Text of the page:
Linda Rhodes, Eric Metz and Bob Dahl stood atop a dirt mound that once served as the right of way for the old Pacific Electric interurban trolley line near Culver City, perusing via binoculars six great blue herons that had set down in a small coastal marsh nearby.
The herons moved about with seeming nonchalance, isolated from the humans by several hundred feet of muck and weeds. Slowly, they cavorted before a backdrop of the masts of passing sailboats, strangely disembodied from their invisible hulls by a wall separating the marsh from the yachting channel of nearby Marina del Rey.
The place itself is called the Ballona (pronounced in the Spanish way, "\o7 buy-owna\f7 ") Wetlands, an area of somewhere between 175 and 325 acres, depending on who is measuring, that has become one of the most hotly disputed pieces of real estate in L.A. County. It is sandwiched, sort of, between Playa del Rey, Marina del Rey, Westchester and Culver City. Culver and Jefferson boulevards run right through it and Lincoln Boulevard is its natural eastern boundary.
From the south, the ceaseless screech of jet engines from L.A. International Airport interfered with conversation and, surrounding the little marsh, automobile traffic and other signs of human habitation gave the area a decidedly abused, urban wasteland flavor.
The ground is littered with broken glass and Styrofoam, chunks of which intruded on a lively procession of tiny fiddler crabs scurrying about in such large numbers that the earth appeared to be moving. The species is distinctive both because of its size--fiddlers are often just a half inch across--and because of flashes of claw, which produce a white arm in a jerky movement that suggests the drawing of a bow across violin strings.
From the right-of-way vantage point, next to some pilings that remain from the old Red Car days, Rhodes, Metz and Dahl took all this in contemplatively, aware of the certain urban irony that had brought them together. They have been assembled by the National Audubon Society essentially to rebuild a swamp. According to the most preliminary of plans, the society hopes this regenerated swamp will attract as many as 994,000 visitors a year.
Sometime in the next three to five years, if things go right, the dried and/or shrunken remains of what was once one of the most important natural estuaries on the West Coast will be turned back into something approaching the kind of habitat it was 135 years ago. And as part of this slimy renaissance, an interpretive center will be constructed--designed by Rhodes, project architect for the Monterey Bay Aquarium, which opened last year. What may eventually be called the Audubon Wetlands at Ballona Creek is intended to make as significant an impression on Southern California as the Monterey Bay Aquarium has made in the north.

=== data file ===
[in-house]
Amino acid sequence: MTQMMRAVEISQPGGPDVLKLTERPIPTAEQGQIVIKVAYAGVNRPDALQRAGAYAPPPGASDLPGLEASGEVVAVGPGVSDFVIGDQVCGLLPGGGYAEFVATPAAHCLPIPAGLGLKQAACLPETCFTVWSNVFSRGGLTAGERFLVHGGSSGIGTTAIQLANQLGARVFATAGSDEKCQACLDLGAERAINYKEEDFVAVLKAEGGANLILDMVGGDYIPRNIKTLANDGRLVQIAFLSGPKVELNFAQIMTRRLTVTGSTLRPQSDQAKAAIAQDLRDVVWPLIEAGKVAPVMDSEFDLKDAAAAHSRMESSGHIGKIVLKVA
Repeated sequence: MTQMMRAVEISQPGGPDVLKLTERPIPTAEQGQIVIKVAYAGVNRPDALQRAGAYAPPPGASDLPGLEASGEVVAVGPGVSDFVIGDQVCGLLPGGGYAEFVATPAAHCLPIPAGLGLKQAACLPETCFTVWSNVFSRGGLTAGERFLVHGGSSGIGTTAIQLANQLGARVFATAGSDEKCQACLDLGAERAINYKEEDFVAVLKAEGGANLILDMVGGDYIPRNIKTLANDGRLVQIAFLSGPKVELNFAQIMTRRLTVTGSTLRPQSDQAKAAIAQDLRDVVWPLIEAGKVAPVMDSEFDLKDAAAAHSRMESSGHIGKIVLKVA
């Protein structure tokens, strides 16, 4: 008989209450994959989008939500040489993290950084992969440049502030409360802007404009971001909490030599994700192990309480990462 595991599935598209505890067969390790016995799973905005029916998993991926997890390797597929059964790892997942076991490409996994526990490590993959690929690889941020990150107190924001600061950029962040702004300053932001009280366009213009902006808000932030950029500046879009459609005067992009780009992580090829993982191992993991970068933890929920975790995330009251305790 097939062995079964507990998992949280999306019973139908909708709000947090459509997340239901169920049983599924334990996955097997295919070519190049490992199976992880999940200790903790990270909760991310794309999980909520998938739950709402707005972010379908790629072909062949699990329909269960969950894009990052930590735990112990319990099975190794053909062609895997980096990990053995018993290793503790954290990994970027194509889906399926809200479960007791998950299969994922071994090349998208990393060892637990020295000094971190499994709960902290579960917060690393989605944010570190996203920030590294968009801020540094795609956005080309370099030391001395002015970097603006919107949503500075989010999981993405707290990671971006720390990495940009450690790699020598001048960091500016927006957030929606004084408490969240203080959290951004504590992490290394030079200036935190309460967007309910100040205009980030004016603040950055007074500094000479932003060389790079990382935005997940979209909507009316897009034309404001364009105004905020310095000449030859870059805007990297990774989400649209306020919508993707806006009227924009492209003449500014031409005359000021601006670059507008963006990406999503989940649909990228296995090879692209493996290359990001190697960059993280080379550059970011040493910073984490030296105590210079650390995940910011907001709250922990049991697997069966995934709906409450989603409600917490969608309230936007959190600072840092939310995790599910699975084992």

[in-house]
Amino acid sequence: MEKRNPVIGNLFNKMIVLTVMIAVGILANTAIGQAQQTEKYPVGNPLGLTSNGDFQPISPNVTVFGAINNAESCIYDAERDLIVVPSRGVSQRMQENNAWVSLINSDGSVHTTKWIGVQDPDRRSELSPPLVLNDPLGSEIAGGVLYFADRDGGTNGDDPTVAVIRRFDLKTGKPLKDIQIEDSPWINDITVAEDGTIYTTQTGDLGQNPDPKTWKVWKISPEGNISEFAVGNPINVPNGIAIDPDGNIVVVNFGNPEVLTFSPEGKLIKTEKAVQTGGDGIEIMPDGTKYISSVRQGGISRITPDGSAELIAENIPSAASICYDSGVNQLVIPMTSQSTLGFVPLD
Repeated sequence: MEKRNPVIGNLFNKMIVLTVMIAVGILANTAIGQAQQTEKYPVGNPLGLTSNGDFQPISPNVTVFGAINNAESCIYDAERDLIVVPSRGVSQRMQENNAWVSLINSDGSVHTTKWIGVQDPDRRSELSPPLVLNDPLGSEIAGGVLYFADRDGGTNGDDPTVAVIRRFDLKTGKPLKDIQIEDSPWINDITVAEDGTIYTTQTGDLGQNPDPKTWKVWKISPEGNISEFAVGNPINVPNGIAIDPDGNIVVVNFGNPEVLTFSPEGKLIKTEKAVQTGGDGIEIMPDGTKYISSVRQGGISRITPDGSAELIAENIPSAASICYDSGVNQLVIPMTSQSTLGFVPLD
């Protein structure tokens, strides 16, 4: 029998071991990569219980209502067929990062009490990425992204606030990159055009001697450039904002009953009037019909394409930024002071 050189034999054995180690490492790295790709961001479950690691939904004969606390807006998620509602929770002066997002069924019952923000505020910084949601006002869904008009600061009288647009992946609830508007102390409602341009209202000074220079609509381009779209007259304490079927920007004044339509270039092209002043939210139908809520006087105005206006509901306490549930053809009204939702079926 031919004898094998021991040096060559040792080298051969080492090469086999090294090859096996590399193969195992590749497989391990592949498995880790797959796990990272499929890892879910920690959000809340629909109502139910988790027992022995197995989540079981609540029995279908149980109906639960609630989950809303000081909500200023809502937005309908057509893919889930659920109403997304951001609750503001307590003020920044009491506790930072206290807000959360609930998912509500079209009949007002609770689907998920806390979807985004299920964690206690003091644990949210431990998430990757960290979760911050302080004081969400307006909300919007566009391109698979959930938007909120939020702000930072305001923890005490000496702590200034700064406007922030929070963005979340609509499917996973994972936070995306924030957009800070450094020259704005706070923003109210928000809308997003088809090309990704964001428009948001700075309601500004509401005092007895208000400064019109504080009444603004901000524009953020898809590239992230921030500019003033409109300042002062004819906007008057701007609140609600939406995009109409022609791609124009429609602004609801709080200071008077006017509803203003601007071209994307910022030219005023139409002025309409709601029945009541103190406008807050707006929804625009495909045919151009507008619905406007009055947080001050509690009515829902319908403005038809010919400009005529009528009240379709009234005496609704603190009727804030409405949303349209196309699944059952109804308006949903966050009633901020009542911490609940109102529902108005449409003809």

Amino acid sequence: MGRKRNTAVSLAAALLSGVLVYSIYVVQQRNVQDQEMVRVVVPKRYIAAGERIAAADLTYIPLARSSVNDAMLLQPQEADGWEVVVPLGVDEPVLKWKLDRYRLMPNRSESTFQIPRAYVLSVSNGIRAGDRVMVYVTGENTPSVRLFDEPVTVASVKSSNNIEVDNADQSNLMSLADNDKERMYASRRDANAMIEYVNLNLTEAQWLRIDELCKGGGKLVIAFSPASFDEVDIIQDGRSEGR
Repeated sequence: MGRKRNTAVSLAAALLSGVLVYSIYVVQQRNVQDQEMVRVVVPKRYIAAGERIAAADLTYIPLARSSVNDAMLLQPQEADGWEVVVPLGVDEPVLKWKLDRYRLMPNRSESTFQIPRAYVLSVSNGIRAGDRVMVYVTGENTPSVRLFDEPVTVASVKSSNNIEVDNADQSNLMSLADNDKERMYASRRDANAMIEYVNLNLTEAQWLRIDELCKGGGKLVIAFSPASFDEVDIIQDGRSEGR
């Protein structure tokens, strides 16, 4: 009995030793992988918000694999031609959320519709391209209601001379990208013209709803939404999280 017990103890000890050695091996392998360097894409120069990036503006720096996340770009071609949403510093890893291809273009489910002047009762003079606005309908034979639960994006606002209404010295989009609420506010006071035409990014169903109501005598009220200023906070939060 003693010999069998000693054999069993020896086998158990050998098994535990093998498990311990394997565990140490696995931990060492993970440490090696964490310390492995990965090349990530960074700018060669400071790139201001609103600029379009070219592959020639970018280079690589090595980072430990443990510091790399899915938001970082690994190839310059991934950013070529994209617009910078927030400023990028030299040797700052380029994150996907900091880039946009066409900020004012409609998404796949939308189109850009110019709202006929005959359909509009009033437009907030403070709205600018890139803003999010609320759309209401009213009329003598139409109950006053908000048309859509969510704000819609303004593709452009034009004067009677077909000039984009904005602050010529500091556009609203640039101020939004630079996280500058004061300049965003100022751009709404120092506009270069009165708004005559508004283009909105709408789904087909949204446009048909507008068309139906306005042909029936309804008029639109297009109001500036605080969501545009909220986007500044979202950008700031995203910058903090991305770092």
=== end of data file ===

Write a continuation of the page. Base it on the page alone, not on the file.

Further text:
The interpretive center would be the largest such facility for study of a marsh in the country and one of just a handful of examples in the United States of aquaria and museums that concentrate specifically on the environment of the immediate area in which they are located. In that sense, the center would be like the Monterey Bay Aquarium, all of whose exhibits depict species from the bay, whose waters lap up against pilings that support the building itself.
A large part of the financing for the Ballona Wetlands project--at least $10 million for restoration of the marsh and construction of the center--will come from the Summa Corp., the vestige of Howard Hughes that was forced to accept the reclamation project in exchange for Coastal Commission authorization to develop an enormous new condominium and marina project that will surround the wetlands. The development, Playa Vista, will graft a large yacht basin onto the existing Marina del Rey complex and fill the remaining acreage outside the marsh and a contiguous buffer zone with a $1 billion development housing 20,000 people--virtually all of them decidedly upscale. Hughes and/or Summa has owned all of the land in question, including the remains of the marsh, since the 1940s.
Development of Playa Vista will end several years of hard-fought warfare between developers, who have seen the area as one of the last undeveloped parcels of coastal real estate in the area, and conservationists, who have contended much of it is too fragile to be developed without severe environmental damage.
Rhodes, whose appointment was made public earlier this week, will fill a position at Ballona equivalent to the post she held at the aquarium, where officials called her crucial to construction and development of what has become a runaway success--drawing 1.5 million visitors in its first seven months of operation.